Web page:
1. Rick, you did­n’t become an Athe­ist because you read the Bible. You became an Athe­ist because you hard­ened your heart against God, and did not ask Him for wis­dom to know the truth.

    Not only are you an unbe­liev­er, you are the worst kind of unbe­liev­er. For you have become a mock­er of God, and a hater of Chris­tians. You can deny the hate you have. But your words reek of hatred towards God and those who believe in Him. 

    Frankly, your words lead me to con­clude that you are not a true intel­lec­tu­al, but some­one who is imma­ture and lacks wisdom. 

    If you remain on the path you are on, not only will you face the God you deny exists, you will also be filled with shame. It does­n’t have to end that way, how­ev­er. You still have time to turn from your evil ways. For your sake, I hope you turn back to God. 

    Unfor­tu­nate­ly, you won’t be able to undue the dam­age you have like­ly caused as a result of pub­lish­ing so much hate­ful con­tent about God. Nev­er­the­less, God is mer­ci­ful. He will take you back—if you hum­ble your­self before Him and repent.

    “But if a wicked man turns from all his sins which he has com­mit­ted, keeps all My statutes, and does what is law­ful and right, he shall sure­ly live; he shall not die. (22) None of the trans­gres­sions which he has com­mit­ted shall be remem­bered against him; because of the right­eous­ness which he has done, he shall live.” — Ezekiel 18:21–22 NKJV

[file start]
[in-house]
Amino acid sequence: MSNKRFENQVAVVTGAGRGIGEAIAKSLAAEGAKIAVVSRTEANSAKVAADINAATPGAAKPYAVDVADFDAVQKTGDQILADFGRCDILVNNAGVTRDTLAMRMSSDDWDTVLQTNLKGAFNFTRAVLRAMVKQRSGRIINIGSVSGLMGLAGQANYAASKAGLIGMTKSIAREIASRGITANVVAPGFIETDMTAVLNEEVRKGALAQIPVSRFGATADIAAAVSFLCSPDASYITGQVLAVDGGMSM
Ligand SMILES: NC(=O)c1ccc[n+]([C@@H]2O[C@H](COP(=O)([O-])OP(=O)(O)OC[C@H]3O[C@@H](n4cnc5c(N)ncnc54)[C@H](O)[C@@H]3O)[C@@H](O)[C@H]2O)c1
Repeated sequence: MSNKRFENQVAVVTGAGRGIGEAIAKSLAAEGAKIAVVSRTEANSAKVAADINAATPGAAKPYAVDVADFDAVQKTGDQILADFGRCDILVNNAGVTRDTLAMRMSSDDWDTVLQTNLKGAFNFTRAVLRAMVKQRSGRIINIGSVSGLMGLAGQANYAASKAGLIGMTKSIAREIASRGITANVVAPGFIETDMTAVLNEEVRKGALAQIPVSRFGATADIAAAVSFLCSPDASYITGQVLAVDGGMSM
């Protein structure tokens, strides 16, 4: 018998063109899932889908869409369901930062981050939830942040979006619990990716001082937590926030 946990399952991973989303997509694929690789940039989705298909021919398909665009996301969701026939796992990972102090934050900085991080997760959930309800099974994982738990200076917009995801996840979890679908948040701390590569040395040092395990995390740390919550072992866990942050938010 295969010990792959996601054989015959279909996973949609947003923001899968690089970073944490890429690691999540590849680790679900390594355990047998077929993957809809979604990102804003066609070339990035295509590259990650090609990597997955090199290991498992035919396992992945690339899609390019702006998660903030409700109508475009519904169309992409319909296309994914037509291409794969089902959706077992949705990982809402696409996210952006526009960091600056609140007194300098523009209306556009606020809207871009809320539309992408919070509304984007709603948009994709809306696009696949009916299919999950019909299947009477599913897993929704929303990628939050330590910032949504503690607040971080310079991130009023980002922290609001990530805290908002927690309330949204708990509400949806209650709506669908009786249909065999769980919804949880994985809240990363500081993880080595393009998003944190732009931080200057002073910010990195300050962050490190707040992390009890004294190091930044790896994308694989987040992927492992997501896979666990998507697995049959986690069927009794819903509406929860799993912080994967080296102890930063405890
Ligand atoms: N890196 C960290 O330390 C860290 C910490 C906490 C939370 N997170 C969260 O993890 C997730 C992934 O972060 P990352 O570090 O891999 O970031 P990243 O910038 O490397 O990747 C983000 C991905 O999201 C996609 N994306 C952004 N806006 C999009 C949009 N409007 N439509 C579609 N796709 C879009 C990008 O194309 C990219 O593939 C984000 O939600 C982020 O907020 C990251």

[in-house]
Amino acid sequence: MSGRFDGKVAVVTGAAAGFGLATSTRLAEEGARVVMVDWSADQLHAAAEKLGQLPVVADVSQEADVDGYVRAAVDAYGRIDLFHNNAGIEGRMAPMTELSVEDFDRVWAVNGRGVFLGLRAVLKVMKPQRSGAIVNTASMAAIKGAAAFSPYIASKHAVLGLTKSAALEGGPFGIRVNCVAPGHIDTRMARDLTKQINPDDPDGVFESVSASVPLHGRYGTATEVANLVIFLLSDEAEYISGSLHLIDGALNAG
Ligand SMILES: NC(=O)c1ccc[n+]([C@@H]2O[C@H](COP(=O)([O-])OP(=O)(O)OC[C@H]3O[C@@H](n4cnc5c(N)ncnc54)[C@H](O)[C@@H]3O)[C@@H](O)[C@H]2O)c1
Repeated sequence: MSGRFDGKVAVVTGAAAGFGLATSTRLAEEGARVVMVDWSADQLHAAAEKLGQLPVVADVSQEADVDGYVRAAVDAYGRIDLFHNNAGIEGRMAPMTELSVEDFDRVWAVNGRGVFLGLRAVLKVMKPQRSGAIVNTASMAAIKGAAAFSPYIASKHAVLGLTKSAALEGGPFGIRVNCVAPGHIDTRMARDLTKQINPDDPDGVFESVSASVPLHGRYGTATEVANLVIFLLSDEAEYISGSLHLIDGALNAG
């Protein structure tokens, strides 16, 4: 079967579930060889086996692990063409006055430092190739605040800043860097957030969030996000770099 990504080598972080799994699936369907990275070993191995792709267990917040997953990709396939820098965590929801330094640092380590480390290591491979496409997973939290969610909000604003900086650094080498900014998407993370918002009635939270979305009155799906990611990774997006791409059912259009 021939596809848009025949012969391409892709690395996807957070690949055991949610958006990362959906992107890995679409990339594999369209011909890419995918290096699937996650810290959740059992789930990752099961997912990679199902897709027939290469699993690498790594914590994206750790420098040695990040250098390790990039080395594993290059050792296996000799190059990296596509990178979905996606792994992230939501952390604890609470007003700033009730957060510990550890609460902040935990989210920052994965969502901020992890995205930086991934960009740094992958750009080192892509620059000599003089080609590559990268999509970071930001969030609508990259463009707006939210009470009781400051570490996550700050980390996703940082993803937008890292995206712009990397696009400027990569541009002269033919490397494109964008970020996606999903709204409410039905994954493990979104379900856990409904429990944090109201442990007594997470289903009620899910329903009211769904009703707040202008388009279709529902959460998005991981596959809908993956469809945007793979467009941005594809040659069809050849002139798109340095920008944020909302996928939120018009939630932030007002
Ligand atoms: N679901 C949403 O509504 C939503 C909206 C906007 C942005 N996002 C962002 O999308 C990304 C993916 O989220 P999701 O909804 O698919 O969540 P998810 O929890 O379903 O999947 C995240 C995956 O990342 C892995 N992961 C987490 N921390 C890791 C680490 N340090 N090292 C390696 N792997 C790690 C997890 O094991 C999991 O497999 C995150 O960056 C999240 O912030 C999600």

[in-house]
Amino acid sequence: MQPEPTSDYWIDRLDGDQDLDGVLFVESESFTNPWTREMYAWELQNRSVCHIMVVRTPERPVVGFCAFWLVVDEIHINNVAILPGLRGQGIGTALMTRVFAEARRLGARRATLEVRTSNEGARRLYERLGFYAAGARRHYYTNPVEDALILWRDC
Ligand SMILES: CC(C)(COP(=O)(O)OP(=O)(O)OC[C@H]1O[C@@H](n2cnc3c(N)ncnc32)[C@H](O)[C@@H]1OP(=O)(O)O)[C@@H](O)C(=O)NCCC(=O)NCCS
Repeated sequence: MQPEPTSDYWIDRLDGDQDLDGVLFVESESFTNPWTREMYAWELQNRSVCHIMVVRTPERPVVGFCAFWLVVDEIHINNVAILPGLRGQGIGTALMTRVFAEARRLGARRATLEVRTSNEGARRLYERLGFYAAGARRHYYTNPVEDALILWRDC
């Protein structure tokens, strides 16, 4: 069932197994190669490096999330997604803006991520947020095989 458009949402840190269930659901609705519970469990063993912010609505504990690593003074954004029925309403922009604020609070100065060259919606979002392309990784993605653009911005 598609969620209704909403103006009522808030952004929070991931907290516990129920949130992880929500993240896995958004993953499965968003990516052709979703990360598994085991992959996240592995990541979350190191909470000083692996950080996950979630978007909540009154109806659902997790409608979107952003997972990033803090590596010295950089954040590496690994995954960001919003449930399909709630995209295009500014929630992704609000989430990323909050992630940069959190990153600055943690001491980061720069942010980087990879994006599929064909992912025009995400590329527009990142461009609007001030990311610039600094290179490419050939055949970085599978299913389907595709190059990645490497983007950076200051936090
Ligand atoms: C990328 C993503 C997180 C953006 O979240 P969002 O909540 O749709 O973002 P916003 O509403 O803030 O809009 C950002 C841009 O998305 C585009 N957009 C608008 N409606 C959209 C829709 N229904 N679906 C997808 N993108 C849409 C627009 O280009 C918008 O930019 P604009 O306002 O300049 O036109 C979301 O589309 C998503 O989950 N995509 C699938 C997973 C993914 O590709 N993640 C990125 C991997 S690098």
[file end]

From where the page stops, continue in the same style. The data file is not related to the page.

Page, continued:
“If we con­fess our sins, He is faith­ful and just to for­give us our sins and to cleanse us from all unright­eous­ness.” — 1John 1:9 NKJV

    1. Hey, JIL, thanks for your com­ment! A writ­ten reply did­n’t seem alto­geth­er suit­able, so I replied in video, which I hope you’ll give a watch.

      Long sto­ry short, you sound a lot like Me From the Past; hon­est­ly, your com­ment is one I could have writ­ten to an athe­ist years ago, and you made all the same mis­takes I used to make too, as detailed in the video reply.

      Have a great day!

  2. Hi Rick. See­ing this post sad­dens me. I think the com­menter above “JIL” as you called them in your video has too many words of con­dem­na­tion for you. That is not our place.

    I was read­ing some of your work from pri­or to 2010 (or 12010 as you pre­fer to use now) and found it to be quite enlight­ened and well thought-out. I sup­pose that’s why read­ing this sur­prised me so much, that the pas­sage in Deut 22 wasn’t giv­en a fair shake, so to speak. It is my hope that you re-exam­ine this pas­sage with a reli­able com­men­tary that can pro­vide con­text. Of course, each of our faith jour­neys are per­son­al, and I know that God has a plan for you even in your time of doubt­ing. I know he did for me, and I look back now at my athe­is­tic time know­ing that it brought me wisdom.

    God bless you. And also I thank you for leav­ing your old posts up for reading.

    1. What would you con­sid­er a reli­able com­men­tary? Matthew Hen­ry, Gill, Scofield, and so many oth­ers are ones I ref­er­ence, and while plen­ty of them are will­ing to put the pas­sage in ques­tion into a his­tor­i­cal con­text (e.g., the com­mand was to pro­tect women because non-vir­gin sin­gle ladies had no “val­ue” in that soci­ety), none of them took the next step to accept just how mon­strous that sit­u­a­tion is, par­tic­u­lar­ly giv­en that it is a sit­u­a­tion designed by a “just” and “good” God as part of his “just” and “good” law.